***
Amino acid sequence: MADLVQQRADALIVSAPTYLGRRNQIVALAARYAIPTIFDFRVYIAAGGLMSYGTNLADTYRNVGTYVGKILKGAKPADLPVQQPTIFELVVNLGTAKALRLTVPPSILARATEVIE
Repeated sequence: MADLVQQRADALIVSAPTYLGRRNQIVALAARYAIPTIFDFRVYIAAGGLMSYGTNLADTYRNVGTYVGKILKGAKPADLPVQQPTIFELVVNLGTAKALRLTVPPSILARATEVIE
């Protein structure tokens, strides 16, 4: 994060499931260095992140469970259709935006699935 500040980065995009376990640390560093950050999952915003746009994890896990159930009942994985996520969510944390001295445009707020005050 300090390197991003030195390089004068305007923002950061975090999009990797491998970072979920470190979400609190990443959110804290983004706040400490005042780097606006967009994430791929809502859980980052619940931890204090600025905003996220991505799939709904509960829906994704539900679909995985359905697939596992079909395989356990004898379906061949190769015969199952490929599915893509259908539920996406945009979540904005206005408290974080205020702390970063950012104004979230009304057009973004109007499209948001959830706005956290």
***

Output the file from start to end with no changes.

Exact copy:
Amino acid sequence: MADLVQQRADALIVSAPTYLGRRNQIVALAARYAIPTIFDFRVYIAAGGLMSYGTNLADTYRNVGTYVGKILKGAKPADLPVQQPTIFELVVNLGTAKALRLTVPPSILARATEVIE
Repeated sequence: MADLVQQRADALIVSAPTYLGRRNQIVALAARYAIPTIFDFRVYIAAGGLMSYGTNLADTYRNVGTYVGKILKGAKPADLPVQQPTIFELVVNLGTAKALRLTVPPSILARATEVIE
């Protein structure tokens, strides 16, 4: 994060499931260095992140469970259709935006699935 500040980065995009376990640390560093950050999952915003746009994890896990159930009942994985996520969510944390001295445009707020005050 300090390197991003030195390089004068305007923002950061975090999009990797491998970072979920470190979400609190990443959110804290983004706040400490005042780097606006967009994430791929809502859980980052619940931890204090600025905003996220991505799939709904509960829906994704539900679909995985359905697939596992079909395989356990004898379906061949190769015969199952490929599915893509259908539920996406945009979540904005206005408290974080205020702390970063950012104004979230009304057009973004109007499209948001959830706005956290």